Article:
By Cain Rodriguez | The Playlist November 26, 2012 at 9:45AM
This morning we have some news about everyone’s favorite soap opera, the cancellation of another cable drama series, and a pirate show.
With all the popularity it has so enjoyed so far -- both in the U.S. and U.K. -- it should come as no surprise that “Downton Abbey” has been renewed for a fourth season/series by ITV. The fourth season will land on U.K. airwaves next fall, and as per usual, the U.S. airing will be delayed to early 2014. To those who haven't found other means to watch the episodes already, season 3 premieres on PBS in the U.S. on January 6th, but if you’re itching to get your whole fix, the entire season will hit Blu-Ray and DVD later that month on January 29th, a full three weeks before the season finale airs on U.S. TV. [Collider/Cinema Blend]
The Kelsey Grammer-starring cable drama series “Boss” has been cancelled by Starz and will not get a third season. The reason for the cancellation, as it nearly always is with television, was because of low viewership. As is custom with many cancelled series these days, preliminary discussions are being held on the possibility of doing a two-hour movie to finish the arc of Grammer’s Chicago Mayor Tom Kane. Could they entice Gus Van Sant, who helmed the pilot and is an executive producer, to come back to the director’s chair? [Deadline]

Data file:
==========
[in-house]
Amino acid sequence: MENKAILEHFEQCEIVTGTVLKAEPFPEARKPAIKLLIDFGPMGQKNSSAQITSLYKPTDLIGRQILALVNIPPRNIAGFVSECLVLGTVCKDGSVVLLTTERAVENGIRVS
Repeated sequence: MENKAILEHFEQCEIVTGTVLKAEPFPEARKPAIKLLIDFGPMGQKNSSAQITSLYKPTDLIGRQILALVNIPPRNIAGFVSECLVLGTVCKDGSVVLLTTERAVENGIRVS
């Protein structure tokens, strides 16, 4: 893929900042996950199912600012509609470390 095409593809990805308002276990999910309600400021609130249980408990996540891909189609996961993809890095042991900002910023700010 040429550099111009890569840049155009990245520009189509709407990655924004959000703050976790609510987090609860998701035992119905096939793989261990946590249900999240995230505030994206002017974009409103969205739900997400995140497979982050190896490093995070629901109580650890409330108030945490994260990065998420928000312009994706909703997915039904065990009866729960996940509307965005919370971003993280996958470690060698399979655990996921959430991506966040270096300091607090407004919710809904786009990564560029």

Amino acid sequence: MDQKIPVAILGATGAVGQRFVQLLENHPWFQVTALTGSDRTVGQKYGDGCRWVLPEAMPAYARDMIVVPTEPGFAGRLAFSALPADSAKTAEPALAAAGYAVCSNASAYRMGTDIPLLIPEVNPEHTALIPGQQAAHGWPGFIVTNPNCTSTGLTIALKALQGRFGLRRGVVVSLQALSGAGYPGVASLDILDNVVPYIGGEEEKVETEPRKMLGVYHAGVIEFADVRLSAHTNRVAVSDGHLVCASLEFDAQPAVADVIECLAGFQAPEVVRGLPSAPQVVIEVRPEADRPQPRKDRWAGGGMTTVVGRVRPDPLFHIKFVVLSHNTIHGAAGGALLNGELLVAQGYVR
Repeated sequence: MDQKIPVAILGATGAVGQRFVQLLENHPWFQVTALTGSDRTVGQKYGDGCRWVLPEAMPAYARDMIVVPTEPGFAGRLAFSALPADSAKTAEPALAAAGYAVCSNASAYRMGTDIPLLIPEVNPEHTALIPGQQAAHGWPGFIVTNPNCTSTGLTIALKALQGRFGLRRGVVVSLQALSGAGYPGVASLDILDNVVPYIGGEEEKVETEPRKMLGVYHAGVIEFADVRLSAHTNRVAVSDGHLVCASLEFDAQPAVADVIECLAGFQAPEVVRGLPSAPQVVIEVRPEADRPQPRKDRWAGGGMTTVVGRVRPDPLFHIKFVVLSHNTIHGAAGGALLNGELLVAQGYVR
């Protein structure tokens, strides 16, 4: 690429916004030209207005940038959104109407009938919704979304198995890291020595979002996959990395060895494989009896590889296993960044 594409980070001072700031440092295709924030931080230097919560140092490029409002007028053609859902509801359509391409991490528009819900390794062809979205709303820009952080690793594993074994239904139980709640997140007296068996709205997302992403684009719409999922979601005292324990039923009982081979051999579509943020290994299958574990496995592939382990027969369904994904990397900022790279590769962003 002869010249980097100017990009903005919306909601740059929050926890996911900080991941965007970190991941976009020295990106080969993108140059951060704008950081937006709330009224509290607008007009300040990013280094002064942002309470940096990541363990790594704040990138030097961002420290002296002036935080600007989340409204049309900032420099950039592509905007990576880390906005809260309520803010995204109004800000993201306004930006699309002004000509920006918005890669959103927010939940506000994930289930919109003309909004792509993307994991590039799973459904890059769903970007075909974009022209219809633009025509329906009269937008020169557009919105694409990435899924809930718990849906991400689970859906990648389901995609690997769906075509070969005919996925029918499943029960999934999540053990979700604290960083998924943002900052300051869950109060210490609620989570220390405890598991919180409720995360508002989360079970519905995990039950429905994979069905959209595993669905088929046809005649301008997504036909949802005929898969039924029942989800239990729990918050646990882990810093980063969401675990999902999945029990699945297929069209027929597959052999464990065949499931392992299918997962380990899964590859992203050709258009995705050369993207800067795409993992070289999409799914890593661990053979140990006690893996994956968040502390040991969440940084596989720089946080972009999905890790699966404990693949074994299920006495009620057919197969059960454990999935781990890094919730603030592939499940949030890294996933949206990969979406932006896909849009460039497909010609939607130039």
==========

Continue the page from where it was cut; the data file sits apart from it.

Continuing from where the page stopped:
In what will probably its most expensive blunder yet, ailing network NBC is courting “House” star Hugh Laurie to lead its pirate action-adventure series “Crossbones” as the most famous pirate of them all, Blackbeard. “Luther” creator Neil Cross has written the pilot and will serve as an executive producer of the show, which is “set in 1715 on the Bahamian island of New Providence, the first functioning democracy in the Americas, where the diabolical pirate Edward Teach, aka Blackbeard, reigns over a rogue nation of thieves, outlaws and miscreant sailors. Part shantytown, part marauder’s paradise, this is a place like no other on earth - and a mounting threat to international commerce.” So, “Deadwood” with more swashbuckling? In all seriousness, the premise could make for a good show, but with it airing on network television and specifically on NBC, which hasn’t been kind to ambitious shows with niche audiences, we’re betting against it. [Deadline]